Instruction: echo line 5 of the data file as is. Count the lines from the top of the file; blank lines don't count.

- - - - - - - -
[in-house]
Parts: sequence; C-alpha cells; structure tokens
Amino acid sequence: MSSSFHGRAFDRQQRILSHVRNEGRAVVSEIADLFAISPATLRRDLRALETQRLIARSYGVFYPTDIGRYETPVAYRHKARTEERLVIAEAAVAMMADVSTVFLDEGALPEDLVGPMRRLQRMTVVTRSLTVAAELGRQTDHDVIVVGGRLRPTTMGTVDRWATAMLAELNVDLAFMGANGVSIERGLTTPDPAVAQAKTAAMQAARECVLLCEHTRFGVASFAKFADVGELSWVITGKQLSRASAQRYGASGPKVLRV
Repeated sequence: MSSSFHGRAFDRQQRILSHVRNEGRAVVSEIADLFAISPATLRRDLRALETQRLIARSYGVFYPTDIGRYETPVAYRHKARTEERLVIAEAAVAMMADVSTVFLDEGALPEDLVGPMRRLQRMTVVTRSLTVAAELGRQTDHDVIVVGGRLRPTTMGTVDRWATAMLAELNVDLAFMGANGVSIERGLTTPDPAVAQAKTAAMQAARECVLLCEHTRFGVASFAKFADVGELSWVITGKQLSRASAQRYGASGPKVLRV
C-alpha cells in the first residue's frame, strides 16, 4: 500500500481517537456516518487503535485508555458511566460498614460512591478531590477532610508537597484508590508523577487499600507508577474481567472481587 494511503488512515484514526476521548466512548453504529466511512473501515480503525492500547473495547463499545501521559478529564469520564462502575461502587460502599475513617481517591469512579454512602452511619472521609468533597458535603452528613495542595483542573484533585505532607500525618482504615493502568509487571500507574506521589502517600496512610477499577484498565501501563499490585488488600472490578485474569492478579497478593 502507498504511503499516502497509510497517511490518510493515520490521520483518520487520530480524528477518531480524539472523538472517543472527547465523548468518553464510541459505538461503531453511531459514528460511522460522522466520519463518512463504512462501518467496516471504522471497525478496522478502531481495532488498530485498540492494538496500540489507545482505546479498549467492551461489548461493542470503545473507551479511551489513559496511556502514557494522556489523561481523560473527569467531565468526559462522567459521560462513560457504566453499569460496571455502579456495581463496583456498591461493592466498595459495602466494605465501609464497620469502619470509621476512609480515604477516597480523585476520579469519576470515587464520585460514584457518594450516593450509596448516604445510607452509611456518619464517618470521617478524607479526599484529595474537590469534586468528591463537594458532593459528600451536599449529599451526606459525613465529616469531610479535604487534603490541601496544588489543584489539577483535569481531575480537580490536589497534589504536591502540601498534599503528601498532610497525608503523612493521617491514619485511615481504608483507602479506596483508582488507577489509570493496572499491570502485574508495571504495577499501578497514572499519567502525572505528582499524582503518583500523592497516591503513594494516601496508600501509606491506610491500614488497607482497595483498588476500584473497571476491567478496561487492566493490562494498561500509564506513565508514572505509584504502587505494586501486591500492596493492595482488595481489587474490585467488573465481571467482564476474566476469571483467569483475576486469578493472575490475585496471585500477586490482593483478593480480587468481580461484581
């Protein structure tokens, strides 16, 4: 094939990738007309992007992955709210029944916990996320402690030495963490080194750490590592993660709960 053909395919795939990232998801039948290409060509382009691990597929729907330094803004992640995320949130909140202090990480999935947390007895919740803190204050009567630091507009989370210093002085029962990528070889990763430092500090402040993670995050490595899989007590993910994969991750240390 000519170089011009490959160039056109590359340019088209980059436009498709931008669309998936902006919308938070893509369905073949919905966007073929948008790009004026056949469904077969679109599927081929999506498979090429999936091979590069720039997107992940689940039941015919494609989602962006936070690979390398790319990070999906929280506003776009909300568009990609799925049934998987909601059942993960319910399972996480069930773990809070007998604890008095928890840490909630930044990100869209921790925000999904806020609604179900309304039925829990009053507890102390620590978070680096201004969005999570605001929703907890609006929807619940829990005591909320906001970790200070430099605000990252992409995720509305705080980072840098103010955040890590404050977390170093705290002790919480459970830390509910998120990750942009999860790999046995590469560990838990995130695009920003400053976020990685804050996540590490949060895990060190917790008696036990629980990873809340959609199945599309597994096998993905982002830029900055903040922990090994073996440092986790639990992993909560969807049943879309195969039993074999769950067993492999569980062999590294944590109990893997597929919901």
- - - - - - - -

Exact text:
C-alpha cells in the first residue's frame, strides 16, 4: 500500500481517537456516518487503535485508555458511566460498614460512591478531590477532610508537597484508590508523577487499600507508577474481567472481587 494511503488512515484514526476521548466512548453504529466511512473501515480503525492500547473495547463499545501521559478529564469520564462502575461502587460502599475513617481517591469512579454512602452511619472521609468533597458535603452528613495542595483542573484533585505532607500525618482504615493502568509487571500507574506521589502517600496512610477499577484498565501501563499490585488488600472490578485474569492478579497478593 502507498504511503499516502497509510497517511490518510493515520490521520483518520487520530480524528477518531480524539472523538472517543472527547465523548468518553464510541459505538461503531453511531459514528460511522460522522466520519463518512463504512462501518467496516471504522471497525478496522478502531481495532488498530485498540492494538496500540489507545482505546479498549467492551461489548461493542470503545473507551479511551489513559496511556502514557494522556489523561481523560473527569467531565468526559462522567459521560462513560457504566453499569460496571455502579456495581463496583456498591461493592466498595459495602466494605465501609464497620469502619470509621476512609480515604477516597480523585476520579469519576470515587464520585460514584457518594450516593450509596448516604445510607452509611456518619464517618470521617478524607479526599484529595474537590469534586468528591463537594458532593459528600451536599449529599451526606459525613465529616469531610479535604487534603490541601496544588489543584489539577483535569481531575480537580490536589497534589504536591502540601498534599503528601498532610497525608503523612493521617491514619485511615481504608483507602479506596483508582488507577489509570493496572499491570502485574508495571504495577499501578497514572499519567502525572505528582499524582503518583500523592497516591503513594494516601496508600501509606491506610491500614488497607482497595483498588476500584473497571476491567478496561487492566493490562494498561500509564506513565508514572505509584504502587505494586501486591500492596493492595482488595481489587474490585467488573465481571467482564476474566476469571483467569483475576486469578493472575490475585496471585500477586490482593483478593480480587468481580461484581